Joan Didion (b. 1934)
From Joan Didion: The 1980s & 90s
Later this month Library of America will be publishing the second volume of its Joan Didion edition, collecting the novels and essays she published during the 1980s and 1990s.
One of the better-known essays in the volume is an early dissenting voice on the media coverage of the Central Park Five, in which five teenagers were wrongly convicted of rape. She wrote that “crimes are universally understood to be news to the extent that they offer, however erroneously, a story, a lesson, a high concept.” The “story” here, Didion wrote, was to be found in the “conflation of victim and city, this confusion of personal woe with public distress.” All too often, prosecutors and reporters alike spin crimes into morality tales that end up perpetuating their own news; what gets lost are the facts.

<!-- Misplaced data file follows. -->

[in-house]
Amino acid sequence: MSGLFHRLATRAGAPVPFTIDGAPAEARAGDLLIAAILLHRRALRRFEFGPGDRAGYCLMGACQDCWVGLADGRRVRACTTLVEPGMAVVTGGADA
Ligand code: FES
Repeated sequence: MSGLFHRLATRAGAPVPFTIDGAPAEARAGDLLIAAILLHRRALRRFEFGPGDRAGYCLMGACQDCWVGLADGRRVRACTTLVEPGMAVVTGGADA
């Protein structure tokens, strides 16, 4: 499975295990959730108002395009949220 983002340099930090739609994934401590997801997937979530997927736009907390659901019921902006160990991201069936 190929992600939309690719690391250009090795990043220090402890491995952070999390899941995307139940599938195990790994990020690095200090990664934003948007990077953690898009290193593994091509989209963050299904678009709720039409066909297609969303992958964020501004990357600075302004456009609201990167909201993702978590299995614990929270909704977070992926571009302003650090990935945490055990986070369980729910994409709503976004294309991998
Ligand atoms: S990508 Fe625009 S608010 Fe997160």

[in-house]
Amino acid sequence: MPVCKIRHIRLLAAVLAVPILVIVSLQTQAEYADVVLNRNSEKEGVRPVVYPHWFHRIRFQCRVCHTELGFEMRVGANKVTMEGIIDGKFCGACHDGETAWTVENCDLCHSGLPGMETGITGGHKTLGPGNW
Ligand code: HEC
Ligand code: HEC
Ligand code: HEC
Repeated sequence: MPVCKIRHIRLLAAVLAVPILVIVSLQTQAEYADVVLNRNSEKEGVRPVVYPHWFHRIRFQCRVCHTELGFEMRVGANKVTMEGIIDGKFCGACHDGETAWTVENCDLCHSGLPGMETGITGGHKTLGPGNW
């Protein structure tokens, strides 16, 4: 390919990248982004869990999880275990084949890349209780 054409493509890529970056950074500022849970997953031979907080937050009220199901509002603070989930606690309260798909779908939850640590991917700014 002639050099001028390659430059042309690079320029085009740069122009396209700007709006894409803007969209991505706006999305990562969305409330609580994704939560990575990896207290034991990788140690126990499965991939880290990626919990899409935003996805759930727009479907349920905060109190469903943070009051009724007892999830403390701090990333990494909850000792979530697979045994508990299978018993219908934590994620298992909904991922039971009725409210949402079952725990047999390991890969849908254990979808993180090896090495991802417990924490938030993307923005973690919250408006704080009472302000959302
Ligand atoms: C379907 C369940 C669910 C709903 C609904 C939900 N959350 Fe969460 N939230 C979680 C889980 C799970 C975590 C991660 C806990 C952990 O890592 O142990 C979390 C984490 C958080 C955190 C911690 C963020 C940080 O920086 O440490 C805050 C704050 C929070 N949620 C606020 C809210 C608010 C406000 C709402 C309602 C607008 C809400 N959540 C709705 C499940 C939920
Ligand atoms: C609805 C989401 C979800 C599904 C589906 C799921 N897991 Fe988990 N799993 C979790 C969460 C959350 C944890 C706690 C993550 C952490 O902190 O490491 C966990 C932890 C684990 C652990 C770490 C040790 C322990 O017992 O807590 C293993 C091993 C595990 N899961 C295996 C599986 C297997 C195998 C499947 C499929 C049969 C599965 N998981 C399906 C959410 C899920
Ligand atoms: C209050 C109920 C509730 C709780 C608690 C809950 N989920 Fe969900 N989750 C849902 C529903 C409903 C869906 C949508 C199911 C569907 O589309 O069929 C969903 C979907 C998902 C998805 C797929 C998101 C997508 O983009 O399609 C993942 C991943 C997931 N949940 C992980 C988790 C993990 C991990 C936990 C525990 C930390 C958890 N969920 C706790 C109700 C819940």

It wasn’t the first time Didion took the sensationalist coverage of crime trials to task. The previous year she wrote about the Cotton Club murder trial in Los Angeles—and cast doubt on whether the movie or its producer, Robert Evans, really had anything to do with the case at all. (Spoiler alert: they didn’t.) Didion was more than familiar with the tempting excesses of Hollywood; both she and her husband, John Gregory Dunne, were screenwriters with several major motion pictures behind them, and her brother-in-law was former movie producer and true-crime author Dominick Dunne. For our current Story of the Week selection, we examine how they—Didion, Dominick Dunne, and Evans—came together for what was basically a run-of-the-mill drug and murder trial, and we present Didion’s essay dissecting how prosecutors, fueled by dreams of Hollywood fame, attempted to transform the noirish elements of the case into a headline-grabbing spectacle.